The most familiar form of the online revolution’s impact on small and solo law firms is the use of the Internet for everything from websites and blogs to client updates and webinars. Social networking allows lawyers to access literally a world of potential clients through sites such as LinkedIn. And clients can be contacted instantaneously for anything from a quick question to a document review through texting and email.
It’s just a small step to the next transformation: the virtual law practice, in which lawyer, staff and clients conduct legal practice primarily through the Internet. For a lawyer in a larger firm, the phenomenon is labeled telecommuting; for a solo practitioner it involves the establishment of a virtual office.
In either instance the concept is the same: minimal expenditures on physical office space; contact with clients or professional colleagues largely by email, Internet portal or telephone; and the use of online “virtual assistants” at another remote location for staff support.
Some futuristic thinkers declare that where lawyers practice is irrelevant, as long as clients can call or email them. In an abstract sense that may be true. Certainly there is no formal ethical prohibition against having a virtual office. In fact, the eLawyering Task Force of the ABA’s Law Practice Management Section has prepared guidelines for conducting a virtual practice.
“To be successful in the coming era, lawyers will need to know how to practice over the Web [and] manage client relationships in cyberspace,” the Task Force states, adding that “eLawyering encompasses all the ways in which lawyers can do their work using the Web and associated technologies.”
But even if a virtual law office or law practice is acceptable, a virtual lawyer is not. The attractions of a virtual office must be balanced by consideration of their limitations.
When it comes to a virtual practice, value is determined by the client, not the lawyer. If the lawyer does not educate the client about the cost and convenience of a virtual practice, and the client does not recognize and agree to this value, the result is misunderstanding and miscommunication, and possibly a bar disciplinary hearing and/or malpractice suit.
The key to avoiding ethics problems in a successful virtual practice is to fulfill all ethical requirements while conveying the value of the arrangement to the client.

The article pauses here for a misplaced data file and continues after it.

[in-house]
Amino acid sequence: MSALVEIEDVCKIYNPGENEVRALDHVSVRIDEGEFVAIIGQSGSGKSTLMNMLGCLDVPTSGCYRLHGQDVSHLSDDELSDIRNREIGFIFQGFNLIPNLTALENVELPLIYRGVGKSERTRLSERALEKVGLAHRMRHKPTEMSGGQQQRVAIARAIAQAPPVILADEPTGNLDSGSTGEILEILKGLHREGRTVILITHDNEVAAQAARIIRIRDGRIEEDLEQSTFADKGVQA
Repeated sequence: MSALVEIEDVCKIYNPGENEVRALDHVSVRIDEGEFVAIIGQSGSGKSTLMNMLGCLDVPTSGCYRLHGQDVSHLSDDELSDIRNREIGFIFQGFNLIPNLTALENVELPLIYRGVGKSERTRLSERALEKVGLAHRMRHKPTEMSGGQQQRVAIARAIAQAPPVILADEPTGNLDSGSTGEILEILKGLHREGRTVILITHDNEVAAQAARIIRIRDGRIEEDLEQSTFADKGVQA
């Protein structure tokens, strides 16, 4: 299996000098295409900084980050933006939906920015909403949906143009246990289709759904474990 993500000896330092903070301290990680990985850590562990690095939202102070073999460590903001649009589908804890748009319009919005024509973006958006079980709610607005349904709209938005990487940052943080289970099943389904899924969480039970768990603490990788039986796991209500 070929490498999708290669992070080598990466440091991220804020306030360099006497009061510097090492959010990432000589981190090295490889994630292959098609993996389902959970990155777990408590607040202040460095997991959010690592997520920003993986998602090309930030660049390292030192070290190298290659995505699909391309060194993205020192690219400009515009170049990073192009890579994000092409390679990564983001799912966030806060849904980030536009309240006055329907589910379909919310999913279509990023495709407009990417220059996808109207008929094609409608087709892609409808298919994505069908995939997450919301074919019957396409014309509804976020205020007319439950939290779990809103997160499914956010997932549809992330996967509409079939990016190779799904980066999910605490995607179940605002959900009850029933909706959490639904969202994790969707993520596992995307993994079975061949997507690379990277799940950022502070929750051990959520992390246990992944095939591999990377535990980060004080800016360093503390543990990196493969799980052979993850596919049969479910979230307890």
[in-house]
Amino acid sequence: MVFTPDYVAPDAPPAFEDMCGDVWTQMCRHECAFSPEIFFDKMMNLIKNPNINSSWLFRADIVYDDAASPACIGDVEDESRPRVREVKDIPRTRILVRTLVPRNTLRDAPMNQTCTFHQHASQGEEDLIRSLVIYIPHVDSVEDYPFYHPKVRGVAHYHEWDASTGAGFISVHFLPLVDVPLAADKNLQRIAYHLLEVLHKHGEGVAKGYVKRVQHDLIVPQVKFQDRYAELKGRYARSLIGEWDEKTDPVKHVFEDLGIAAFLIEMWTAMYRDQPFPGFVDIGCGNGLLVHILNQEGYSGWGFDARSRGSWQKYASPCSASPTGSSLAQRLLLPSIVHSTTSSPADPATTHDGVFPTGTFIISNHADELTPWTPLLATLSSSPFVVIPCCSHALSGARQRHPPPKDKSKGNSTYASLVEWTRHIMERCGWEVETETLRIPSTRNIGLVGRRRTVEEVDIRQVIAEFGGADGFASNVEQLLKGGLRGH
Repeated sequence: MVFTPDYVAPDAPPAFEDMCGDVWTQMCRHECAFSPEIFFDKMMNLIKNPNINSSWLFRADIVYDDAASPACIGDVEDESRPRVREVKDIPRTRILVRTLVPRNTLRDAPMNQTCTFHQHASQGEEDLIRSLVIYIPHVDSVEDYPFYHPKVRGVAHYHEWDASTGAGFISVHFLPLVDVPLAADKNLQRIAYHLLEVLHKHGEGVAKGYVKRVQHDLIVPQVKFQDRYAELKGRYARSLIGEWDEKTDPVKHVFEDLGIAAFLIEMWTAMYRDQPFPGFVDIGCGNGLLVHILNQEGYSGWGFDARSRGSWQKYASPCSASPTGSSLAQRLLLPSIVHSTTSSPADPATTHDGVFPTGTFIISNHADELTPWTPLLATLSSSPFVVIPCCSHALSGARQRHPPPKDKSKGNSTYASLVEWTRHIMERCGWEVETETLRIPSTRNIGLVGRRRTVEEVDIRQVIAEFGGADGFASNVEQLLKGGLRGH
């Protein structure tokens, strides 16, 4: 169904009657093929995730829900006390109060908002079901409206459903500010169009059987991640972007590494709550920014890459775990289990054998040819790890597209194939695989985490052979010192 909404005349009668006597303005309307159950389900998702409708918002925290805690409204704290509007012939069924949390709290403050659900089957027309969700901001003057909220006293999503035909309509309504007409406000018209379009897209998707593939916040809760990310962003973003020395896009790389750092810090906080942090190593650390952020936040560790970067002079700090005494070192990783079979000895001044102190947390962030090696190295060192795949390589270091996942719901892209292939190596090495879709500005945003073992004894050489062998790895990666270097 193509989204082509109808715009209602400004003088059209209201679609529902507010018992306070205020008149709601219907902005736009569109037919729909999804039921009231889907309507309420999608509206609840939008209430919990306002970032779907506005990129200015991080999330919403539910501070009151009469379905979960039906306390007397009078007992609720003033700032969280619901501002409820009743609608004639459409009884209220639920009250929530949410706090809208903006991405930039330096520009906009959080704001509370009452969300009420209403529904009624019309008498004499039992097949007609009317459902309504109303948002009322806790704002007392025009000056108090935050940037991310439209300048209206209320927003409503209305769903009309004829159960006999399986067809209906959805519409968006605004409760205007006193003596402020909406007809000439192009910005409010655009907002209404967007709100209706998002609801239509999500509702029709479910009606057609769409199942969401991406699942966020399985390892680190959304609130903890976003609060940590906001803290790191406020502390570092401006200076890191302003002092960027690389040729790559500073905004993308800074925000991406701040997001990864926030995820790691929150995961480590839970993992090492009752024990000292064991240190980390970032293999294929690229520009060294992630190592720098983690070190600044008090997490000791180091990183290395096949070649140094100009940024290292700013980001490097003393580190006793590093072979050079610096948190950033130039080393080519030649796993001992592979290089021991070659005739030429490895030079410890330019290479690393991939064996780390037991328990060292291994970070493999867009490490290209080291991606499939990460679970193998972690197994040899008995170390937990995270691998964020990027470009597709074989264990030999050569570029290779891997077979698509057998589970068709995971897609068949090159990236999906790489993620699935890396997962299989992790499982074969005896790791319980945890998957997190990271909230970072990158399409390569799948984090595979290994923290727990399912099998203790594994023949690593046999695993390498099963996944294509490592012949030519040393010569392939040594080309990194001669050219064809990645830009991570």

If lawyers are perceived as inaccessible, fees become an issue and client complaints are a problem. The ability to respond quickly is essential to answering the visibility question. Clients may be more inclined to flexibility about where a solo practice is if they have the assurance that they can always get in touch when they need to. Consider what could be called a quasi-virtual practice, one in which a lawyer may have a physical office space but does the majority of legal work offsite and online.
Keep in mind that while the flexibility offered by voicemail, email and other electronic tools is real, it can become dangerous when used as a replacement for client contact. A major differentiating factor for most clients is the “care and feeding” offered by lawyers. Nothing should be allowed to disrupt the means by which the lawyer learns the intent and needs of the client. No matter what technology makes possible, it is not the answer if it makes life more difficult for the client.
Confidentiality and security
Along with the responsibility for service comes the need for confidentiality. Wireless laptops and smartphones are prerequisites for virtual practice. But the eLawyering Task Force has emphasized the need for a secure, encrypted website for maintaining client confidentiality in representation, in retainer agreement terms and in online payment.
Otherwise, the Task Force notes, it would be “difficult or impossible to comply with the rules of professional conduct that deal with … client confidentiality.”
It is a lawyer’s ethical duty to protect all documents on behalf of clients. So if a lawyer conducts a virtual practice over wireless laptop or smartphone connection, it is absolutely essential to address such issues as the security of email and file encryption. If the client has specified that wireless communication is not confidential enough, or that a particular kind of communication must be encrypted, the lawyer must comply with that request or risk a malpractice claim. An inadvertent disclosure of privileged or confidential information or work product through insecure wireless connections would have severe consequences and needs to be guarded against at all costs.
These issues are cautions, not prohibitions. If service and security demands can be met, the virtual law office could ultimately be the salvation of the legal profession, keeping lawyers from the fate of other once respected professions increasingly rendered obsolete by Internet speed and convenience.
The issue is the customer’s evaluation of cost versus benefit. With incomes shrinking and access to information on the Internet expanding, many people assume they cannot afford a lawyer and that they can do just as good a job for themselves using what they find on the web. If lawyers embody the efficiency and low cost of the Internet while bringing their creativity and experience to the table, they will maintain their professional positions, even if those positions are virtual ones.
A coach, syndicated columnist and speaker on topics relating to The Business of Law,® Edward Poll, J.D., M.B.A., CMC is a strategic law firm planner whose ideas have helped thousands of lawyers increase their revenue, improve their profitability and enhance their satisfaction with the practice of law. Contact Ed at (800) 837-5880 and see more at www.lawbiz.com, www.lawbizblog.com and www.lawbizforum.com.